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How to reveal the "true" colour of the wood before finishing?

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Forum topic by KnickKnack posted 670 days ago 828 views 1 time favorited 10 replies Add to Favorites Watch
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KnickKnack

965 posts in 2069 days


670 days ago

Wood generally changes colour when the finish is applied – something dull and lifeless suddenly springs to life to reveal all its glory.
But I find while I’m working on a piece I like to, once in a while, get a glimpse at how it’s going to turn out – for example is that ash going to contrast with jatoba nicely or nastily?
Obviously experience helps a lot here, but I do resort to a quick wipe of white spirit once in a while to get some idea.

My question – aside from white spirit, are there any other ways, tips or tricks to get an idea of how something is likely to finish without actually applying finish?

-- "Do not speak – unless it improves on silence." --- "Following the rules and protecting the regulations is binding oneself without rope."


10 replies so far

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DamnYankee

3165 posts in 1064 days


#1 posted 670 days ago

The only thing I’ve ever used is mineral spirits (what you call white spirits?). Water works too, but doesn’t dry as fast and is more likely to raise grain.

-- Shameless - Winner of two Stumpy Nubs Awards

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Ripthorn

665 posts in 1488 days


#2 posted 670 days ago

I like Naphtha because it dries faster, but then you have less time to stand back and look at it.

-- Brian T. - Exact science is not an exact science

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rance

4106 posts in 1663 days


#3 posted 670 days ago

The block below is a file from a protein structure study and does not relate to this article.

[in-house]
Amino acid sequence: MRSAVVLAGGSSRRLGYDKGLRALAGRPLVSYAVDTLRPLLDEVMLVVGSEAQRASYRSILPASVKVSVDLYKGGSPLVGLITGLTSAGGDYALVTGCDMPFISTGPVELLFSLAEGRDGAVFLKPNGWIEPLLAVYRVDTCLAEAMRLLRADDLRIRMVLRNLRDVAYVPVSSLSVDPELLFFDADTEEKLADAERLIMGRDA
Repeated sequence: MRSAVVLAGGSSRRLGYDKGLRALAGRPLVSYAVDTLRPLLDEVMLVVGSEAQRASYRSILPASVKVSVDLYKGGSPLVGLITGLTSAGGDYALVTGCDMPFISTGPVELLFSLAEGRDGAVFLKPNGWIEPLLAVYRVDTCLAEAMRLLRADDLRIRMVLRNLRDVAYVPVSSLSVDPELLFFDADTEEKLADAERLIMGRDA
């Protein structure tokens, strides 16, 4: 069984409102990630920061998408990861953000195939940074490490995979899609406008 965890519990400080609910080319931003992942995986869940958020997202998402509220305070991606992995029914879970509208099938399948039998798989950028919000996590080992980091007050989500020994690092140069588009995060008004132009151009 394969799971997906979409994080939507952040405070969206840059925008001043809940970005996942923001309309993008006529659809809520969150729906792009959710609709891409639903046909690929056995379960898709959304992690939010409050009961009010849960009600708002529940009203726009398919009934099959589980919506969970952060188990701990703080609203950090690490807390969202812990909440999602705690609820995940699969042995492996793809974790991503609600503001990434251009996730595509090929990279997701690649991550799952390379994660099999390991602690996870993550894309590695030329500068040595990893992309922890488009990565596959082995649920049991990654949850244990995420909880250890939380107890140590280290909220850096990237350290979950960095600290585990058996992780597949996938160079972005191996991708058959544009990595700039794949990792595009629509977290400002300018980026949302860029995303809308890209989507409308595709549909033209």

I typically use DNA. Dries extremely quick and does not affect the finish.

If I have no DNA around, I just spit on it. Really.

-- Backer boards, stop blocks, build oversized, and never buy a hand plane--

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TrBlu

351 posts in 1128 days


#4 posted 670 days ago

I like mineral spirits. I have used water, but it can raise the grain on some woods. I have also used denatured alcohol, but it evaporates quickly and also has a tendency to raise the grain.

-- The more I work with wood the more I recognize only God can make something as beautiful as a tree. I hope my humble attempts at this craft do justice by His masterpiece. -- Tim

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waho6o9

4451 posts in 1079 days


#5 posted 670 days ago

take scraps and finish them with different techniques until you find one that you like.

View woodchucker29's profile

woodchucker29

6 posts in 734 days


#6 posted 669 days ago

i’ve always used mineral spirits. waho’s idea to finish a couple of scraps is great, i’ll be using this in the future

-- http://www.kbduct.com/ducting_applicationtips.html#dustcollection

View vipond33's profile

vipond33

1405 posts in 1000 days


#7 posted 669 days ago

But you do need to apply finish. Wetting with anything will show colour but not proper depth or sheen which are important. I always take a longish finish sanded strip, separate into areas with masking tape and apply every finish at my disposal. When dry it’s easy to see which one is right and how the different woods look next to each other. Rather than being disappointed, it is worth the trouble.
gene

-- gene@toronto.ontario.canada : dovetail free since '53, critiques always welcome.

View Lee A. Jesberger's profile

Lee A. Jesberger

6642 posts in 2482 days


#8 posted 669 days ago

We use naptha, mineral spirits, and alcohol. Of the three the alcohol evaporates the fastest, so you have to look fast. LOL

Lee

-- by Lee A. Jesberger http://www.prowoodworkingtips.com http://www.ezee-feed.com

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BenI

311 posts in 681 days


#9 posted 668 days ago

I always just cut scrap pieces and stain/finish those and see how they turn out and decide how to proceed from there

-- Ben from IL

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KnickKnack

965 posts in 2069 days


#10 posted 667 days ago

Thanks to all.
I tried DNA (once I’d worked out that I didn’t need to be recreating a scene from Macbeth and boiling up my hair and toenail clippings), but that did raise the grain.
I think waho/Gene’s idea is a good one – I really ought to do that – I must get away from an “instant gratification” mindset.

-- "Do not speak – unless it improves on silence." --- "Following the rules and protecting the regulations is binding oneself without rope."

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